The Boys

I guess superhero TV shows are my niche. There are a lot of them these days; everyone is in on it. You’ve got DC and Marvel shows all over the place, Netflix is staying in the game with Umbrella Academy, and Hulu having Marvel’s Runaways. Like everyone else, Amazon has made its forays into the genre, first with the recently cancelled The Tick, and now with its adaptation of Garth Ennis and Darick Robertson’s The Boys, from Dynamite Comics.

I’ll admit straight up that I am not a fan of The Boys comic. I will also admit I haven’t read a lot of it. I have generally bounced pretty hard off of Garth Ennis’s work and I have never really been interested in forcing myself to acquire a taste for it. He combines some genuinely good observations about human nature with a somewhat cheeky revelry in the most absolute profane imagery or ideas imaginable; I usually end up put off by how gross stuff can get. His approach to superheroes seemed to me to be an extended take on the old “Man of Steel, Woman of Kleenex” concept. I know people really like his work with The Punisher, but I’ve never really cared for The Punisher in general. I’ve also heard good things about Hitman, but DC hasn’t made that easy to get a hold of these days (If I missed a collection or something, let me know!). What I read of The Boys didn’t do anything for me and I never really felt any need to revisit it.

So I was not exactly excited for The Boys at Amazon. Still, I gave it a shot and I am glad I did. The Boys still displays plenty of the meanness and profanity that turned me off on the comic, but enough has been reimagined here to make it a different story and, in my opinion, a much better story. The bones of the plot remains the same; Hughie’s fiancé is killed by a drugged out superhero in a completely avoidable accident. This leads to Hughie being recruited by Billy Butcher into The Boys, a former CIA team that polices superheroes. In the show, the team is officially no more, but it is unofficially recreated to allow Butcher to seek revenge against the Superman analogue Homelander and against all superheroes in general.

One central level of the satire of The Boys is superheroes as corporate celebrities. It is a direct shot at Marvel and Disney with the MCU. A bold shot from a giant corporation like Amazon, but there is still some truth in it. Most of the “superheroes” operate within this; they are some corporatized failure of the idea of being a hero. It is fine, but nothing particularly new or eye-opening. The same goes for most of The Boys’ story. It is not a familiar tale, but it isn’t a surprising one. Butcher is clearly somewhat unhinged, and the other members are in the group for their own reasons. The show does a good enough job showing how amoral the “heroes” are that most of the awful things that the Boys do feel at least somewhat justified.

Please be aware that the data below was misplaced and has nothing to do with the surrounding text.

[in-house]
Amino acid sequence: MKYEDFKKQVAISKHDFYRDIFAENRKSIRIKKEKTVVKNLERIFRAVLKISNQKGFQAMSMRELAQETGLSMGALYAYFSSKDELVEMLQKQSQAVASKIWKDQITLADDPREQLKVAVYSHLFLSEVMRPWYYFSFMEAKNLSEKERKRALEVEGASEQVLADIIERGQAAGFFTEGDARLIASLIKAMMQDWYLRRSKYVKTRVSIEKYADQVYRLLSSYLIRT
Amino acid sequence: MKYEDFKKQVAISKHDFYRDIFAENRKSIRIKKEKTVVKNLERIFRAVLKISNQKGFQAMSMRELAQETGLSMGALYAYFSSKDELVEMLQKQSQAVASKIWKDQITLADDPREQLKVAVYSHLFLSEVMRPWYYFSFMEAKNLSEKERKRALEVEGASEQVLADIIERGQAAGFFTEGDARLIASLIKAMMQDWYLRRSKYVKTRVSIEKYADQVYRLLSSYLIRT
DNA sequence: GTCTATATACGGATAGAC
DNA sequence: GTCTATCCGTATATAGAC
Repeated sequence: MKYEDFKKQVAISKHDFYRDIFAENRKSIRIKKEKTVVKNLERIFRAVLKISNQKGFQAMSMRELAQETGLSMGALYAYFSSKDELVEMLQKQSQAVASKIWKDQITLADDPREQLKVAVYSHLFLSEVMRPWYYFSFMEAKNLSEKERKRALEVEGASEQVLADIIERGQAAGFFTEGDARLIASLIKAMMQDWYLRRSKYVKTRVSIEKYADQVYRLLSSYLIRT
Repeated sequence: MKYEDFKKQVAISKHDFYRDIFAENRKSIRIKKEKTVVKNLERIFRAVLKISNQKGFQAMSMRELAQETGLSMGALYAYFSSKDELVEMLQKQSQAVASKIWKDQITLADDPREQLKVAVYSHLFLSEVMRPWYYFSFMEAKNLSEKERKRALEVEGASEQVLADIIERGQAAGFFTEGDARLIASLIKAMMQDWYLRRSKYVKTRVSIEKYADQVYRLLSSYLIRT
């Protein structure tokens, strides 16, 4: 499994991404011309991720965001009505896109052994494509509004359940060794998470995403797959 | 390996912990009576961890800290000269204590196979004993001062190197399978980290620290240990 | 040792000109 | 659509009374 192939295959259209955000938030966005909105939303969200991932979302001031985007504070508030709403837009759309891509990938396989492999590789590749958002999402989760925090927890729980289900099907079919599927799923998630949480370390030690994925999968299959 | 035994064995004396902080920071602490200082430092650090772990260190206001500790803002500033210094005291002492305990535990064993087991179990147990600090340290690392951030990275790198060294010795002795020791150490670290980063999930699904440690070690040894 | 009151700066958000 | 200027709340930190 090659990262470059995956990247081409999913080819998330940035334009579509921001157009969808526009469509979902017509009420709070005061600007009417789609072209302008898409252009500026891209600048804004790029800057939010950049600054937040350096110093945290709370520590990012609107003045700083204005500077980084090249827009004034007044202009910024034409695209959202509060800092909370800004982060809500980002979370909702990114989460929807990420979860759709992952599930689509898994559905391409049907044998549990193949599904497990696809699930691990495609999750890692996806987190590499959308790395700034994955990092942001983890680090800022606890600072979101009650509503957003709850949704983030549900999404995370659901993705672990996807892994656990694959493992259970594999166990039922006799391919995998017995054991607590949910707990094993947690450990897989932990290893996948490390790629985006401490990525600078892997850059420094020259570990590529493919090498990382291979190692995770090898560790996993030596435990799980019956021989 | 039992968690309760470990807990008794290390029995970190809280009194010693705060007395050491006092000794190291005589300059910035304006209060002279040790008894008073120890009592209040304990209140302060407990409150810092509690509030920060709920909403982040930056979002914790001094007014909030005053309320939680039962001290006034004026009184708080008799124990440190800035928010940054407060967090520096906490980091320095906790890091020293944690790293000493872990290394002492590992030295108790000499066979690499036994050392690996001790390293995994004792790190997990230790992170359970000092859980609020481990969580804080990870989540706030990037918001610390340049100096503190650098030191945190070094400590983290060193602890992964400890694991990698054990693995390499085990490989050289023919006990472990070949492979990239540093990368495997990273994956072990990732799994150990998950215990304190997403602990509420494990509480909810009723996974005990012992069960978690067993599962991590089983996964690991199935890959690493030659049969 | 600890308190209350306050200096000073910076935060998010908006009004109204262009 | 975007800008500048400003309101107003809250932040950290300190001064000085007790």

The part of the show that worked for me was the relationship between Hughie and Starlight. Mostly it was the character arc of Starlight. It starts off so bad, but by the middle portion of the season has easily become the highlight. Starlight is a young superheroine from Iowa. She had been managed by her mother like a stage mom with a pageant girl. Somehow she had caught the eye of the Vought Corporation and the Seven, the Justice League analogue superhero team. She is called up to replace a departed member. The first thing that happens when she arrives at headquarters is that The Deep, an Aquaman analogue, coerces her into a sexual act. It is a gross way to start things out, but of a piece with the rest of the show. Luckily, things look up from there.

Like Hughie with his girlfriend, Starlight has had her innocence violently shattered. She is the only superhero on the show who is shown to be trying to do good, to actually be a superhero. The other heroes, though, treat her like everyone else, like she is below them and not worth their time. Starlight, with some advice from Hughie, refuses to let that break her. She goes back determined to be a hero. I understand if the start of her story is enough to put someone off; large parts of The Boys seems to exist just to dare the viewer to stop watching. Especially because The Deep goes on to be shown as more of a goof than actually awful like some of his contemporaries. I, however, found sticking with Starlight’s story very rewarding. Because she goes from this sheltered, naive and unsure person to a much stronger one. That journey would be possible without the sexual assault, but that is not the story told. She not only reevaluates her career as a hero, but she also reexamines all aspects of her life, like her relationship with her mother and her religion. For me, it all worked. It also works in tandem with Hughie’s story.

Starlight seems much more focused that Hughie; he doesn’t really have anything to hold on to, personally, after the loss of his girlfriend. So he is more easily swayed by Butcher’s excesses and falls more easily into that quest for revenge.

The show truly won me over near the end, when some characters are forced to make a moral choice, and the show, at least for the moment, rejects the nihilism that had always threatened to run away with the show.

So, The Boys is a show for people who want a cynical look at superheroes that eventually reveals itself to have a sincere heart. I was pleasantly surprised by this show and I’ll be back for season 2.

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